World Sleep Day - Sleep Anxiety
Stress and anxiety can sometimes feel similar – think of your heart beating faster as you get closer to an important work presentation or that nagging feeling that you forgot to put the milk back in the refrigerator. But there’s a difference. Stress is the body’s natural “fight or flight” response to an external trigger like a deadline or a doctor’s appointment.
It is also accompanied by physical sensations – your breathing starts to quicken and certain muscles in your body feel tighter in anticipation of real or perceived harm. It also comes with emotional symptoms, such as a feeling of being overwhelmed, getting agitated, or having difficulty quieting your mind.
This is where anxiety comes in – characterised by persistent and excessive worrying, it is the body’s natural response to stress. The link between anxiety and lack of sleep is well established but it can be hard to tell which comes first. Are you sleepless because you are anxious or are you anxious because you lack sleep? It is the ultimate chicken and egg situation.
David Neubauer, MD, Associate Professor of Psychiatry and Behavioural Sciences at Johns Hopkins School of Medicine, says that the relationship between anxiety and sleep is “bidirectional”, meaning that they affect each other, and that it can be difficult to determine which came first. Mild stress and anxiety are manageable. There are many ways to cope, from meditating to simply getting more sleep.
How sleeping better helps you cope with stress and anxiety
New research by scientists at the University of California (UC) Berkeley suggests that deep sleep is a natural remedy for manxiety.
During the study, researchers detected excessive activity in regions of the brain linked to processing emotions. A part of the brain called the medial prefrontal cortex, which is believed to reduce anxiety and stress, also got deactivated after a night of sleeplessness.
As a result, anxiety increased by 30% in sleep-deprived participants.
By contrast, anxiety levels dropped after a night of sufficient sleep, especially in those who remained in the deep, slow-wave, stage of non-REM sleep for longer. The authors of the study are convinced that deep sleep restores the brain’s ability to regulate emotions and lower emotional reactivity, which in turn prevents anxiety levels from escalating.
Follow these basic tips for getting a good night's sleep:
Keep regular hours - Going to bed and getting up at roughly the same time, all the time, will programme your body to sleep better.
Create a restful sleeping environment - Your bedroom should be kept for rest and sleep. It should be neither too hot, nor too cold, and as quiet and dark as possible.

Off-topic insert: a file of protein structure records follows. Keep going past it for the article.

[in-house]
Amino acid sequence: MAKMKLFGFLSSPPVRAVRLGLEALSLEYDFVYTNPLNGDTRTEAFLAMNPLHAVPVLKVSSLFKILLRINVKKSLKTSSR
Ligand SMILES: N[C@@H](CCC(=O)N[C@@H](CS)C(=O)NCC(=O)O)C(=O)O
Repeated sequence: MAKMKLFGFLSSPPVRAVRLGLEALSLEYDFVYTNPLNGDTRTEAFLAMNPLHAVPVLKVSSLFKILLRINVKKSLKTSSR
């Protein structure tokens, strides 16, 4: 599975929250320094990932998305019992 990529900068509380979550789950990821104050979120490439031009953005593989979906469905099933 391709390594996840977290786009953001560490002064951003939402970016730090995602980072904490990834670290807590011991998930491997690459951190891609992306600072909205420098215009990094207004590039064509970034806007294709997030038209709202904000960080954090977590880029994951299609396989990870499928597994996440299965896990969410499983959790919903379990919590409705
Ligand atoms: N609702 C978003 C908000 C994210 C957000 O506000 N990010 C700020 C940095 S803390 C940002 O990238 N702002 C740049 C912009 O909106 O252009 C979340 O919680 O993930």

Make sure your bed is comfortable - It's difficult to get deep, restful sleep on one that's too soft, too hard, too small or too old.
Take more exercise (where possible) - Regular exercise such as walking or home workouts can help relieve the day's stresses and strains. But not too close to bedtime or it may keep you awake!
Cut down on stimulants - such as caffeine in tea or coffee, especially in the evening. They interfere with falling asleep and prevent deep sleep. Have a hot milky drink or herbal tea instead.
Don't over-indulge - Too much food or alcohol, especially late at night just before bedtime, can play havoc with sleep patterns.
Avoid smoking - Yes, it's bad for sleep, too! Smokers take longer to fall asleep, wake more often and often experience more sleep disruption.
Try to relax before going to bed - Have a warm bath, listen to some quiet music or do some yoga to help relax your mind and body.
Make jobs lists - Deal with worries or a heavy workload by making lists of things to be tackled the next day.
Switch off devices at least an hour before bed - Many people are also affected by the blue light emitted from laptops, tablets and smartphones and can be addicted to playing games, scrolling through social media, or watching videos close to bedtime.
If you can't sleep - don’t spend more than 20 minutes trying to get to sleep; get up and do something relaxing until you feel sleepy again – then go back to bed.
If you are experiencing problems sleeping and feel you may need some support, you can contact Care first. Care first is a leading provider of confidential, professional counselling, information and advice services. All employees are eligible to use Care first, our services include; telephone counselling, information services and online support. Call Care first on the Freephone number provided by your organisation and you can speak to a professional in confidence.
Useful Links for more tips and information: